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Ragged but Right
Black Traveling Shows, "Coon Songs," and the Dark Pathway to Blues and Jazz

By Lynn Abbott
and Doug Seroff

472 pages (approx.), 8 x 10 inches, 200 b&w illustrations, appendixes, general index, song index

978-1-57806-901-9 Cloth $75.00S

978-1-61703-645-3 Paper $40.00S

Cloth, $75.00

Paper, $40.00

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* In 2017-2018 University Press of Mississippi is closed for the holidays Thursday, December 21, and will reopen Tuesday, January 2, 2018. Orders sent by Paypal through Tuesday, December 12, will ship in time for Christmas. IF YOU ARE NOT ORDERING FOR THE HOLIDAYS, PLEASE LEAVE US A NOTE IN PAYPAL. After December 12, customers desiring shipping before Christmas should call 1.800.737.7788 and ask for rush delivery. Please be prepared to pay extra for rapid shipping. Orders that come to our website through the holidays (December 21, 2017-January 2, 2018) will begin shipping on January 2, 2018.

The groundbreaking study of "coon songs" and ragtime in black musical comedies, circus sideshows, and tented minstrel shows

The commercial explosion of ragtime in the early twentieth century created previously unimagined opportunities for black performers. However, every prospect was mitigated by systemic racism. The biggest hits of the ragtime era weren't Scott Joplin's stately piano rags. "Coon songs," with their ugly name, defined ragtime for the masses, and played a transitional role in the commercial ascendancy of blues and jazz.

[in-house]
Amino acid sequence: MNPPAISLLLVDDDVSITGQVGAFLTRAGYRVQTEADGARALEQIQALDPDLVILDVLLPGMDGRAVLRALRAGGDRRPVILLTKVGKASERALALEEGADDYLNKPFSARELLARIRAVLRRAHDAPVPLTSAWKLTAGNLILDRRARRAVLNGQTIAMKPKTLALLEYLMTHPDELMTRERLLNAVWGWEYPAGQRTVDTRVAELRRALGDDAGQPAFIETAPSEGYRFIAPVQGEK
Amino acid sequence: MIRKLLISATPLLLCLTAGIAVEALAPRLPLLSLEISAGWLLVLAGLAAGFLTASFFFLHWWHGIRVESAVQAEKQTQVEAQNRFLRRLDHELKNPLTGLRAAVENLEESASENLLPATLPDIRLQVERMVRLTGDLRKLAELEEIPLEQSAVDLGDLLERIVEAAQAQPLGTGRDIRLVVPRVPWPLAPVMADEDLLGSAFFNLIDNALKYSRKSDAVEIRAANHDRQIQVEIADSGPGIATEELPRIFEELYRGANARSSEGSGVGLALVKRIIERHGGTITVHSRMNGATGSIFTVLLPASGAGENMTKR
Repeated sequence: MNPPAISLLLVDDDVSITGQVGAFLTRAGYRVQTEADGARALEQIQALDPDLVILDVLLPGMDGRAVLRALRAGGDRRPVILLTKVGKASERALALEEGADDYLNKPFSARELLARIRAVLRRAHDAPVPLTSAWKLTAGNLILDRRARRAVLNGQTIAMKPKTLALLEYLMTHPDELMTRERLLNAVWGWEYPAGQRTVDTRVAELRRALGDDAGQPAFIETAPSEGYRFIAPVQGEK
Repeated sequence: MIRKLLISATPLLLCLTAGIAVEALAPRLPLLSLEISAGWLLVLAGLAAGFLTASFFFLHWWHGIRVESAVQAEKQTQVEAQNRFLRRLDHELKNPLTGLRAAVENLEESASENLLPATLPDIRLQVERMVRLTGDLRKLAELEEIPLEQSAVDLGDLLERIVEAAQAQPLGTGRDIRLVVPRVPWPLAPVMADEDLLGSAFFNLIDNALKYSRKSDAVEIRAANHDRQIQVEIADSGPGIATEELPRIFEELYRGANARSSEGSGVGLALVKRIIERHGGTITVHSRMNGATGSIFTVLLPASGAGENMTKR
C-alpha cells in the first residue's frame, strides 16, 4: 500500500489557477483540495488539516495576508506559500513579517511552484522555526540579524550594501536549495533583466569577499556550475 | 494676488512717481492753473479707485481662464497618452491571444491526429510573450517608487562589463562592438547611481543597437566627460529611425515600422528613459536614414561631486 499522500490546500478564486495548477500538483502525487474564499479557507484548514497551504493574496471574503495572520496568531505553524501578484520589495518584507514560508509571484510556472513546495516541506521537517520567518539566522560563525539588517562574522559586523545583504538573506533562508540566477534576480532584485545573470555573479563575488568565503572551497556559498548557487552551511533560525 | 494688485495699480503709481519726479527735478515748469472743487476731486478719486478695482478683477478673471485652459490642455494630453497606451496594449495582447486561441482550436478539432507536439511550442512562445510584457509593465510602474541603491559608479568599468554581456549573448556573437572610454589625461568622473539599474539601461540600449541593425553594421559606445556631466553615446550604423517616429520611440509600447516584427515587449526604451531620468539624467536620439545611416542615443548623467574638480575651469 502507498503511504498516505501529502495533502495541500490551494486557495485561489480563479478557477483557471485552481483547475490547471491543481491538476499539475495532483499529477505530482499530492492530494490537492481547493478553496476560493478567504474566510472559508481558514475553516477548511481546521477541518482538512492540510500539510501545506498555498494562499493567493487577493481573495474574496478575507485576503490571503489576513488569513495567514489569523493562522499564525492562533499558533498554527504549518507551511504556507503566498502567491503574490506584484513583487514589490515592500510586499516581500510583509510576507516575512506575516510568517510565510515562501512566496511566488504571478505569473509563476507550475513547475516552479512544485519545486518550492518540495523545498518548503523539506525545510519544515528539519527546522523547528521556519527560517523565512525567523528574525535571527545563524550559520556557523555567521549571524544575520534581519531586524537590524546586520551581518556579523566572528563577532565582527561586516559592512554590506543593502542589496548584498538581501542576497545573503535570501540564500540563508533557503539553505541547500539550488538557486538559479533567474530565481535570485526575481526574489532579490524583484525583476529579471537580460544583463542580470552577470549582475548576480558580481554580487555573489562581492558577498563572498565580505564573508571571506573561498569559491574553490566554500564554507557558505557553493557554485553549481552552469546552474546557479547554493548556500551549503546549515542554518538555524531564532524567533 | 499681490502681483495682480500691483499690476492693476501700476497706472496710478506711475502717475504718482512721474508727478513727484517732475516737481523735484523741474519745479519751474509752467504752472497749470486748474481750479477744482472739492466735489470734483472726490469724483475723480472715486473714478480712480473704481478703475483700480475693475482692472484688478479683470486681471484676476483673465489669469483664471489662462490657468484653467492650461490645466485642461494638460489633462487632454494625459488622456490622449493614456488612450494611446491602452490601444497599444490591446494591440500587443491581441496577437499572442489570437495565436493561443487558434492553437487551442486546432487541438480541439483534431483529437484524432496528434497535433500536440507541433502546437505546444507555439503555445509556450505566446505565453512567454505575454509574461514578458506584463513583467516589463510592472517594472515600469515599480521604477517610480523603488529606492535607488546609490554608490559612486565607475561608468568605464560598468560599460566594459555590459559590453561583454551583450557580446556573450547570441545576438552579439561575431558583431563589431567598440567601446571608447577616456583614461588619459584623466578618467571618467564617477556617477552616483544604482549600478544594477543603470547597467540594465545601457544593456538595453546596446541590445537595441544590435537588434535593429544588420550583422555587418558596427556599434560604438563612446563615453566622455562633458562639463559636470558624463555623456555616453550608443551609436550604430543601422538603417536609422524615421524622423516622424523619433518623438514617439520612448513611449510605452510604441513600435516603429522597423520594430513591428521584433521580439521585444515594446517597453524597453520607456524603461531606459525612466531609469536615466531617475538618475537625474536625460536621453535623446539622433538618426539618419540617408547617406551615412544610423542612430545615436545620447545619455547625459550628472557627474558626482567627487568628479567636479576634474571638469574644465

In Ragged but Right, now in paperback, Lynn Abbott and Doug Seroff investigate black musical comedy productions, sideshow bands, and itinerant tented minstrel shows. Ragtime history is crowned by the "big shows," the stunning musical comedy successes of Williams and Walker, Bob Cole, and Ernest Hogan. Under the big tent of Tolliver's Smart Set, Ma Rainey, Bessie Smith, and others were converted from "coon shouters" to "blues singers."

Throughout the ragtime era and into the era of blues and jazz, circuses and Wild West shows exploited the popular demand for black music and culture, yet segregated and subordinated black performers to the sideshow tent. Not to be confused with their nineteenth-century white predecessors, black, tented minstrel shows such as the Rabbit's Foot and Silas Green from New Orleans provided blues and jazz-heavy vernacular entertainment that black southern audiences identified with and took pride in.

Lynn Abbott, New Orleans, Louisiana, works for the Hogan Jazz Archive at Tulane University. Doug Seroff, Greenbrier, Tennessee, is an independent scholar. Abbott and Seroff are the authors of Out of Sight: The Rise of African American Popular Music, 1889-1895, published by University Press of Mississippi.

472 pages (approx.), 8 x 10 inches, 200 b&w illustrations, appendixes, general index, song index